Mr President,
Minister Struck,
General Schneiderhahn,
dear Generals,
dear friends,

I am delighted to be able to be with you this morning and mark this occasion full of historic significance. Today we are celebrating three anniversaries: the foundation of the Bundeswehr and your entry into NATO 50 years ago and the 15th anniversary of German unification.

I want to pay tribute to Germany’s enormous contribution to European security and stability over these years, through your active participation in both NATO and the European Union. I remember well from my time as Secretary-General of NATO, how Germany played a crucial role in the many crucial decisions that we took over that period: NATO enlargement, the NATO-Russia founding act, the Partnership for Peace - and the very first calls to act militarily, in Bosnia and, later, over Kosovo.

For a long time Germany represented what some call the Verdichtung Europas. It is a good term to express how all characteristics and developments, good and bad, that typified Europe could be found in a condensed way in Germany, or even in a single city: Berlin. The German people had to wait a long time before their goal of national unity was realised. It was Richard von Weizsäcker who, as German President, coined the apt phrase that the German question would remain open as long as Brandenburger Gate was closed.

Ending the forced separation of Germans from Germans was a triumph but also a call to duty. You have worked hard on integrating the Eastern Länder and two different societies into one democratic state. You have likewise taken up the challenge of integrating the armed forces of two former adversaries into one service, firmly anchored in NATO and the EU.

Since unification and with the enlargement of both the EU and NATO, Germany has moved from Europe’s frontline to its centre. With that position comes responsibility. It is Germany’s strategic role and obligation to promote the unity, security and stability of the whole of Europe as much as it is to serve the cause of security and justice around the world.

I would like to talk this morning about the EU’s growing stature as a global security actor, and Germany’s role in it.

Since the mid-1990s, the European Union has made massive progress in framing and implementing an increasingly credible foreign policy. Since 1999, we have also made huge strides in developing a comprehensive capacity for crisis management. These two developments have slightly off-putting labels: CFSP and ESDP (As you know, nothing in the EU, nor in NATO for that matter, happens without an acronym).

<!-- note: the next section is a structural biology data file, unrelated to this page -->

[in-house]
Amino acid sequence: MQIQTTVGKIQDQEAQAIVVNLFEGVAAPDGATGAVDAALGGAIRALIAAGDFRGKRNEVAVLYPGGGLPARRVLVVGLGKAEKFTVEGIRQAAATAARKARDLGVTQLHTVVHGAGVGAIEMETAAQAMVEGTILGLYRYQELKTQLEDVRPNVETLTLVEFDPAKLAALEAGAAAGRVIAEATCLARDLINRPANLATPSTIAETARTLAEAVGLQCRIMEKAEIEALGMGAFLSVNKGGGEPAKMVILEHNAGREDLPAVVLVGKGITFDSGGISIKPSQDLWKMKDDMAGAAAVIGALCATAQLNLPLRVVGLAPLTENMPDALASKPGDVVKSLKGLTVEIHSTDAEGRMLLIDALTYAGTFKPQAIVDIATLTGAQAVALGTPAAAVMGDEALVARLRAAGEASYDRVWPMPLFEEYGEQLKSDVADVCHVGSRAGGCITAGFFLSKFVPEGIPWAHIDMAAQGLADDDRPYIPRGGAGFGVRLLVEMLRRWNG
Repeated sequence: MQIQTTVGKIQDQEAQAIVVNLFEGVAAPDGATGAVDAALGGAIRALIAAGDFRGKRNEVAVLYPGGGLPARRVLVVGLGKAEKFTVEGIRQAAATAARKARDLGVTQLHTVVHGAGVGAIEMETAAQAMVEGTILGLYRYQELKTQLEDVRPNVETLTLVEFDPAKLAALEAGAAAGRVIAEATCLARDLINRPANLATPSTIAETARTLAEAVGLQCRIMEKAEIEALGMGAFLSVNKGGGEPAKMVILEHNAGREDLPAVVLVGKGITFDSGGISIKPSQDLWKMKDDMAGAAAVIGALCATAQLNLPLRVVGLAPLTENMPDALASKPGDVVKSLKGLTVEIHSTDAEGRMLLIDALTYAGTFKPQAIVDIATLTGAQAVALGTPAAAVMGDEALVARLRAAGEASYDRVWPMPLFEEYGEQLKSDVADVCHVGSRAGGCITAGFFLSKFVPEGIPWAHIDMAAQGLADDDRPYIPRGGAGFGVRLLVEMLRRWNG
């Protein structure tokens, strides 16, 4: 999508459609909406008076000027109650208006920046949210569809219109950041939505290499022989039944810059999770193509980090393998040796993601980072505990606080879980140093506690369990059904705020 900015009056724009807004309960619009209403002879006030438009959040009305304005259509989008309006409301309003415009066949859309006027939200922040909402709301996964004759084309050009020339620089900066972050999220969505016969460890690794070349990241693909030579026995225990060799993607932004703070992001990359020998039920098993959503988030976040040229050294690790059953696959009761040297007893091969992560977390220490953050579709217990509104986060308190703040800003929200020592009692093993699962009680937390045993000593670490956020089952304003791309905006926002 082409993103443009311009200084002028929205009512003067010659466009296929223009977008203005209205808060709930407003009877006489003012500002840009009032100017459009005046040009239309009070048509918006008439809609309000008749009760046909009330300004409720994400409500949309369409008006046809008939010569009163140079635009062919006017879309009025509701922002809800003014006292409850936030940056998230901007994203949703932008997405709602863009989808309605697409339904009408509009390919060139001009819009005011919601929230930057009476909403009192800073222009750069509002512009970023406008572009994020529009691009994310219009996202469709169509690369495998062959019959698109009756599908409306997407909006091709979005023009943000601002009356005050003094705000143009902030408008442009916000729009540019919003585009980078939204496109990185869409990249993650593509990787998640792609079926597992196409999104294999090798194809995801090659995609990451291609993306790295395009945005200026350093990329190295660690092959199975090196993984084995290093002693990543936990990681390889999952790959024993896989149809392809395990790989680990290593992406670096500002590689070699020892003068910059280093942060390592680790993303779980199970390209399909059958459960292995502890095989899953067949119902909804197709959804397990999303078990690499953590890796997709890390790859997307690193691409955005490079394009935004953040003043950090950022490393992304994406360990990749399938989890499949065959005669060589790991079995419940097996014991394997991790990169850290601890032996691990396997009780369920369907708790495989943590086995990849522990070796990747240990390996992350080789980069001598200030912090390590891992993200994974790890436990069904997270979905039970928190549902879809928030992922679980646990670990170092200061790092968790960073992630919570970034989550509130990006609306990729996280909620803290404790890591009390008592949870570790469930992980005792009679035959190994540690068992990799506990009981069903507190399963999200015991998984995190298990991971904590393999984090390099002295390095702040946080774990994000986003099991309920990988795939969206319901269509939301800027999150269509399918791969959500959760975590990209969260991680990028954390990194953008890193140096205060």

But while the label may be uninspiring, the content is. Foreign and defence policy is probably the area where the Union has advanced most in recent years. And such progress is all the more relevant as it takes place in a fast-moving environment which has altered the very nature of international security.

Our work on CFSP and ESDP has been driven by two fundamental factors. First, they complement the original purpose of EU, which was to put an end to war in Europe through integration. Europe, as Germans know well, experienced the horrors of the 20th century to a degree unmatched

anywhere else. It was no surprise that after 1945 an exhausted continent was ready to try a radical new idea: building a zone of peace through institutional integration and the voluntary pooling of sovereignty. What was a surprise, even to the founding fathers, was how successful this project has turned out.

The watchwords of this European journey have been simple: deepening, widening and reform. Each element depended on the other for success - and still does today. From coal and steel, via atomic energy to the single market, Schengen, the euro and defence. From six, to nine, twelve, fifteen, now twenty-five and soon twenty-seven. We have come a long way and achieved a great deal. It is worth saying so, especially in this period of uncertainty.

Originally, foreign and security policy was deliberately excluded from the remit of the European Community. These were tasks for nation-states individually. For those countries that were members, NATO enshrined the primacy of the transatlantic link. But through the years, and sometimes through the hard school of failure, we learned that Europe had to take on a more active role in the area of security. That was also the consistent message from our American friends.